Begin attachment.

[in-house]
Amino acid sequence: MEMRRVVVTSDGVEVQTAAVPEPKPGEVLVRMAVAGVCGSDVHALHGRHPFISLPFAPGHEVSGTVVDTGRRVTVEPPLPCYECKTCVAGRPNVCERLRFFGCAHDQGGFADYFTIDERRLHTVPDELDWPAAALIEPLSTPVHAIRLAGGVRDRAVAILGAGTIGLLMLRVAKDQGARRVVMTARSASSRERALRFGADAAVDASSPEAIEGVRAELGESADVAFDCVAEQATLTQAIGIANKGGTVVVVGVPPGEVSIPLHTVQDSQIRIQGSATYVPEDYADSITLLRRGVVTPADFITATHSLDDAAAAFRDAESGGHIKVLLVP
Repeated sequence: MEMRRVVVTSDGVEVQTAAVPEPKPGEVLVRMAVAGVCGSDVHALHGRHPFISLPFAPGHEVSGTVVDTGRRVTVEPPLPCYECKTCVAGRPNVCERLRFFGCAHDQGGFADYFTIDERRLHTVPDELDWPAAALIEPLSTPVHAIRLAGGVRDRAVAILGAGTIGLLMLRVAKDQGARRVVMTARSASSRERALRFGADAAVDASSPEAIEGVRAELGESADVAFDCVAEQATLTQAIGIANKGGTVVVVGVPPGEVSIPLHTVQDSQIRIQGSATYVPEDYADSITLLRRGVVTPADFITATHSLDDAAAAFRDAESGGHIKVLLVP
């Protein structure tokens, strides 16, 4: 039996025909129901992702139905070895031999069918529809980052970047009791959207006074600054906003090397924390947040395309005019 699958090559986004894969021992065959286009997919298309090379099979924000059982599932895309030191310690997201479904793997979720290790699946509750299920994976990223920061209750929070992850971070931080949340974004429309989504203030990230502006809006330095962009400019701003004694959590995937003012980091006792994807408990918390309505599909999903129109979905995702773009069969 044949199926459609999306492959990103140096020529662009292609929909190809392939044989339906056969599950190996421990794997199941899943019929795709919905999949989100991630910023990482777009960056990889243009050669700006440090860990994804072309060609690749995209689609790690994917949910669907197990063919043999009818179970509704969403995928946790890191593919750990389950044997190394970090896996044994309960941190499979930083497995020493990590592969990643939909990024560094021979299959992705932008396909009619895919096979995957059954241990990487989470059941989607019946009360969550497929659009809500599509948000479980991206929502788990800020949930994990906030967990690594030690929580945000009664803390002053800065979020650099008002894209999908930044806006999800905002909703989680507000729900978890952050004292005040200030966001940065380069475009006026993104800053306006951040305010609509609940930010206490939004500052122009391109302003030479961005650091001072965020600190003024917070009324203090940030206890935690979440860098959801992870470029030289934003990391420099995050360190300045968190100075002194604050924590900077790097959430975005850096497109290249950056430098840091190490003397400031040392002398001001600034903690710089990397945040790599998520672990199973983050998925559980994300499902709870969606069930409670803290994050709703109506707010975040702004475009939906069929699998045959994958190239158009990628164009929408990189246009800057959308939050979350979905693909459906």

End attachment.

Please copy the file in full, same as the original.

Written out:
[in-house]
Amino acid sequence: MEMRRVVVTSDGVEVQTAAVPEPKPGEVLVRMAVAGVCGSDVHALHGRHPFISLPFAPGHEVSGTVVDTGRRVTVEPPLPCYECKTCVAGRPNVCERLRFFGCAHDQGGFADYFTIDERRLHTVPDELDWPAAALIEPLSTPVHAIRLAGGVRDRAVAILGAGTIGLLMLRVAKDQGARRVVMTARSASSRERALRFGADAAVDASSPEAIEGVRAELGESADVAFDCVAEQATLTQAIGIANKGGTVVVVGVPPGEVSIPLHTVQDSQIRIQGSATYVPEDYADSITLLRRGVVTPADFITATHSLDDAAAAFRDAESGGHIKVLLVP
Repeated sequence: MEMRRVVVTSDGVEVQTAAVPEPKPGEVLVRMAVAGVCGSDVHALHGRHPFISLPFAPGHEVSGTVVDTGRRVTVEPPLPCYECKTCVAGRPNVCERLRFFGCAHDQGGFADYFTIDERRLHTVPDELDWPAAALIEPLSTPVHAIRLAGGVRDRAVAILGAGTIGLLMLRVAKDQGARRVVMTARSASSRERALRFGADAAVDASSPEAIEGVRAELGESADVAFDCVAEQATLTQAIGIANKGGTVVVVGVPPGEVSIPLHTVQDSQIRIQGSATYVPEDYADSITLLRRGVVTPADFITATHSLDDAAAAFRDAESGGHIKVLLVP
């Protein structure tokens, strides 16, 4: 039996025909129901992702139905070895031999069918529809980052970047009791959207006074600054906003090397924390947040395309005019 699958090559986004894969021992065959286009997919298309090379099979924000059982599932895309030191310690997201479904793997979720290790699946509750299920994976990223920061209750929070992850971070931080949340974004429309989504203030990230502006809006330095962009400019701003004694959590995937003012980091006792994807408990918390309505599909999903129109979905995702773009069969 044949199926459609999306492959990103140096020529662009292609929909190809392939044989339906056969599950190996421990794997199941899943019929795709919905999949989100991630910023990482777009960056990889243009050669700006440090860990994804072309060609690749995209689609790690994917949910669907197990063919043999009818179970509704969403995928946790890191593919750990389950044997190394970090896996044994309960941190499979930083497995020493990590592969990643939909990024560094021979299959992705932008396909009619895919096979995957059954241990990487989470059941989607019946009360969550497929659009809500599509948000479980991206929502788990800020949930994990906030967990690594030690929580945000009664803390002053800065979020650099008002894209999908930044806006999800905002909703989680507000729900978890952050004292005040200030966001940065380069475009006026993104800053306006951040305010609509609940930010206490939004500052122009391109302003030479961005650091001072965020600190003024917070009324203090940030206890935690979440860098959801992870470029030289934003990391420099995050360190300045968190100075002194604050924590900077790097959430975005850096497109290249950056430098840091190490003397400031040392002398001001600034903690710089990397945040790599998520672990199973983050998925559980994300499902709870969606069930409670803290994050709703109506707010975040702004475009939906069929699998045959994958190239158009990628164009929408990189246009800057959308939050979350979905693909459906």